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    Buzz words surrounding the importance of diversity in hiring and company culture have been with us for some time. So much so in fact that it can often seem as if any new mentions of them are “jumping on the bandwagon” and subject to claims of inauthenticity of motive or “social justice-warrioring.” Hard data on the benefits of diversity has been sparse,more often driven by perception, gut feeling, and/or “feel good” motivators. While doing the right thing is in itself an important component to driving company culture, it helps when a company can point to quantitative data to support bold initiatives. If you’ve been weighing the decision to prioritize enhancing diversity at your company, Harvard Business Review (“HBR”) just made that decision much easier. As of the publishing of the July/August 2018 issue, HBR’s research allows us to decisively assert that increased diversity in a company leads directly to improved financial performance. 

    Studying the performance of venture capital teams, HBR research proved that the successes stemming from post-investment strategy and decision-making had a direct correlation to the amount of diversity in the teams. While the VC world has historically struggled to break free of natural inclinations to build teams with an ingrained bias toward homogeneity, HBR’s study proved that diverse collaborators were more prepared to tackle ever-present challenges with creative thinking and agile strategy. Diverse teams saw higher rates of success, greater overall fund returns, and significant increases in profitable exits.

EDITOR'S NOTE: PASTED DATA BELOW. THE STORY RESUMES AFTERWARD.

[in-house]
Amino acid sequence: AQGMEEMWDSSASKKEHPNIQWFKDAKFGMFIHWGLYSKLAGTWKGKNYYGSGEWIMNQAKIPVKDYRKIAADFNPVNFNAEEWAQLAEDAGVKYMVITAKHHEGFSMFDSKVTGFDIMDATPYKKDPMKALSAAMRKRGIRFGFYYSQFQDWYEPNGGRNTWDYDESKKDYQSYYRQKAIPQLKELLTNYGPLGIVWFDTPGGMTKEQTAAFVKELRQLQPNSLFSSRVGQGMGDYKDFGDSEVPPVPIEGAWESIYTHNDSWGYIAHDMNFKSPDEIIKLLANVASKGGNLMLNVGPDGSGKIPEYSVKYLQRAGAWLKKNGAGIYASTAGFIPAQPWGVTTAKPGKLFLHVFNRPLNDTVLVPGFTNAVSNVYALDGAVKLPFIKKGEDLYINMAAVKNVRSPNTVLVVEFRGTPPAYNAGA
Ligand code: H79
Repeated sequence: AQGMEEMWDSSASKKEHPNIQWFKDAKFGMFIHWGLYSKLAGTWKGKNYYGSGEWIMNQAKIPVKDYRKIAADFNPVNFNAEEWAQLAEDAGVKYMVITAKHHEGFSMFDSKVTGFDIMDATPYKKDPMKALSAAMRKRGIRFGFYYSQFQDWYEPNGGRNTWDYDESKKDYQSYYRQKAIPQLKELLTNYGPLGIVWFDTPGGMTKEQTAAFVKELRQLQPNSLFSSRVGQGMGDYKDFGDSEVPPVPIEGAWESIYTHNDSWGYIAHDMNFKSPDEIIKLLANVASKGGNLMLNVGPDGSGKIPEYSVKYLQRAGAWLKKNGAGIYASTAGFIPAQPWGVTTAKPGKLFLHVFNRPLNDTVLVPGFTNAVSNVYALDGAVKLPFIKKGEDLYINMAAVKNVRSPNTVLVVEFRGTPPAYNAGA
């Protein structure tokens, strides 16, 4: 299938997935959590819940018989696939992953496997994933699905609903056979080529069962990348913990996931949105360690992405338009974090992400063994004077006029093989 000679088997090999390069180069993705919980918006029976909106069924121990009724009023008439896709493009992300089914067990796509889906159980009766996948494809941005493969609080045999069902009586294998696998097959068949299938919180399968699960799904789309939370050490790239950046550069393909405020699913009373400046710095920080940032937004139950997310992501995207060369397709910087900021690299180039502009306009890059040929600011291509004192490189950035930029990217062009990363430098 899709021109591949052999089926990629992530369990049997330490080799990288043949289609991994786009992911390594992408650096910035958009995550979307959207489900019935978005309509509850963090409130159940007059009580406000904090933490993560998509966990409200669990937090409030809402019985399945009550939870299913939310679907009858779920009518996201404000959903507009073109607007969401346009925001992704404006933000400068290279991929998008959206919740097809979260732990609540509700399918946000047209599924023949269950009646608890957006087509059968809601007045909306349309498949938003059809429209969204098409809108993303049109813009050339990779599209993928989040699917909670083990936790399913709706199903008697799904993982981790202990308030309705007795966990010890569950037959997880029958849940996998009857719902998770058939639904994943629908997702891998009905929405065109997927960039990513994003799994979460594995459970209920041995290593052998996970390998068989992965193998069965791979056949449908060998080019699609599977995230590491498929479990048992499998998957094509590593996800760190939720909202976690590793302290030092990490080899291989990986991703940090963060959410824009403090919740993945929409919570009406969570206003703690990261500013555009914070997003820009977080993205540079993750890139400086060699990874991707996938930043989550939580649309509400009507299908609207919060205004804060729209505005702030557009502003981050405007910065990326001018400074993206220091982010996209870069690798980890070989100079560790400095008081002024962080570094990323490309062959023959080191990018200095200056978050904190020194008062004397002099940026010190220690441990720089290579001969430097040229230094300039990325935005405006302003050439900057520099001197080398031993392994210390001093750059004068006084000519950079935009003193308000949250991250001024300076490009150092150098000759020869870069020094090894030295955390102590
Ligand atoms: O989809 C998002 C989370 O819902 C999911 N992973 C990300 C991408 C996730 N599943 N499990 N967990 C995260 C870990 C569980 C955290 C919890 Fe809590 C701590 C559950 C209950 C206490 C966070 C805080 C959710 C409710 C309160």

Translating HBR’s Findings to Hiring Across Industries

    While HBR’s study focused primarily on the VC world, its findings can be translated for use across most companies. With an end goal of improving everything from company culture to overall productivity and profitability, ensuring that diversity is present at all levels of the company should be a driving component of your talent strategy. This can take many forms but the first step is simply ensuring intention is in place.

    Once you’ve confirmed intention to prioritize diversity, opportunities to establish processes and procedures to improve and protect your diversity initiatives are plentiful but require planning, attention, and experience. Hiring practices can include blind reviews, greater emphasis on side-by-side comparisons, and partnering with experts to identify opportunities. Diversity initiatives are part of an overall talent strategy that should ultimately be customized to every company’s unique talent strategy, talent acquisition, and talent optimization needs.

    For more on the findings from HBR’s study, visit https://hbr.org/2018/07/the-other-diversity-dividend. For more from BSG on understanding diversity in the greater context of talent strategy, sign up for alerts as new information is published. For help improving your team through diversity initiatives, contact us today about your next executive placement.

    Follow Diversity News at BSG

    -by Clark Waterfall on Aug 16, 2018 3:26:18 PM


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